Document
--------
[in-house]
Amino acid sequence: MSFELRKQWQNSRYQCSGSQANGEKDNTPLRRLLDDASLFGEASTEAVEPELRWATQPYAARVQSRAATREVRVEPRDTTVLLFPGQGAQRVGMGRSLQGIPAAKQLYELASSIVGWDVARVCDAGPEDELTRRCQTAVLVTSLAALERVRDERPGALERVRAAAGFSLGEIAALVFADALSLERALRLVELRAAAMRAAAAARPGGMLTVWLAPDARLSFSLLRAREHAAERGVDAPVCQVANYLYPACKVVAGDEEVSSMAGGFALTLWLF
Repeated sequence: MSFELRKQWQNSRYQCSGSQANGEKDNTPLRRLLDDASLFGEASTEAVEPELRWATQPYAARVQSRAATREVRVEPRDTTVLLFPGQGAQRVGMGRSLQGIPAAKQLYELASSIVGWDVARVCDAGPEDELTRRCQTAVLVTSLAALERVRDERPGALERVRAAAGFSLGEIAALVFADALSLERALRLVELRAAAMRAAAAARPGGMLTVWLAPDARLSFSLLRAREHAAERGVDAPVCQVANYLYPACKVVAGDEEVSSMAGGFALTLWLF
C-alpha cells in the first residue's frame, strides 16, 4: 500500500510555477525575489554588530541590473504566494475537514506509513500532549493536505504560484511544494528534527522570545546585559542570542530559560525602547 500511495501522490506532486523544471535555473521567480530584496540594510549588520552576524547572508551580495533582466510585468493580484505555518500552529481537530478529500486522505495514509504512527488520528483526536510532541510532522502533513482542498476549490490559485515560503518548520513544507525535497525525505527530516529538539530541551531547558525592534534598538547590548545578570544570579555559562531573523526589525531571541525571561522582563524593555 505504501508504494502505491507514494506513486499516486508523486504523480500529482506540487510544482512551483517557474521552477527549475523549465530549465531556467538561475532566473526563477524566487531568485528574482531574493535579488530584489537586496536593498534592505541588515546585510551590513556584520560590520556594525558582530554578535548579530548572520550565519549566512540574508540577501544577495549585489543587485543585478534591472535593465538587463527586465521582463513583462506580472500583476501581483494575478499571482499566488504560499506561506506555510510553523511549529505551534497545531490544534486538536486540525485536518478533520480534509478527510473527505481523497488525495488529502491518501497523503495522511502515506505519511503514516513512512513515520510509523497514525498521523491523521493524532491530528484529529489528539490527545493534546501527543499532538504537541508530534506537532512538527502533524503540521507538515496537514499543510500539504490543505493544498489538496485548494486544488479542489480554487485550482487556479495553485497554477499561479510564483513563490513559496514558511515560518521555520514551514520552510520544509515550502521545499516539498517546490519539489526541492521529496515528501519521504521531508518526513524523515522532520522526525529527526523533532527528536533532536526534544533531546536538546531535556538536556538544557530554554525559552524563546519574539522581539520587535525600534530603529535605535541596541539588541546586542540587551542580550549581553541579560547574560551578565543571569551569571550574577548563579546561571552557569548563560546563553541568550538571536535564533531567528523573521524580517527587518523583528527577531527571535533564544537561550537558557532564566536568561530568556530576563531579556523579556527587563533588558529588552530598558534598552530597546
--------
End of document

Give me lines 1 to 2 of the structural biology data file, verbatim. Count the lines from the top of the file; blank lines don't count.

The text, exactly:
[in-house]
Amino acid sequence: MSFELRKQWQNSRYQCSGSQANGEKDNTPLRRLLDDASLFGEASTEAVEPELRWATQPYAARVQSRAATREVRVEPRDTTVLLFPGQGAQRVGMGRSLQGIPAAKQLYELASSIVGWDVARVCDAGPEDELTRRCQTAVLVTSLAALERVRDERPGALERVRAAAGFSLGEIAALVFADALSLERALRLVELRAAAMRAAAAARPGGMLTVWLAPDARLSFSLLRAREHAAERGVDAPVCQVANYLYPACKVVAGDEEVSSMAGGFALTLWLF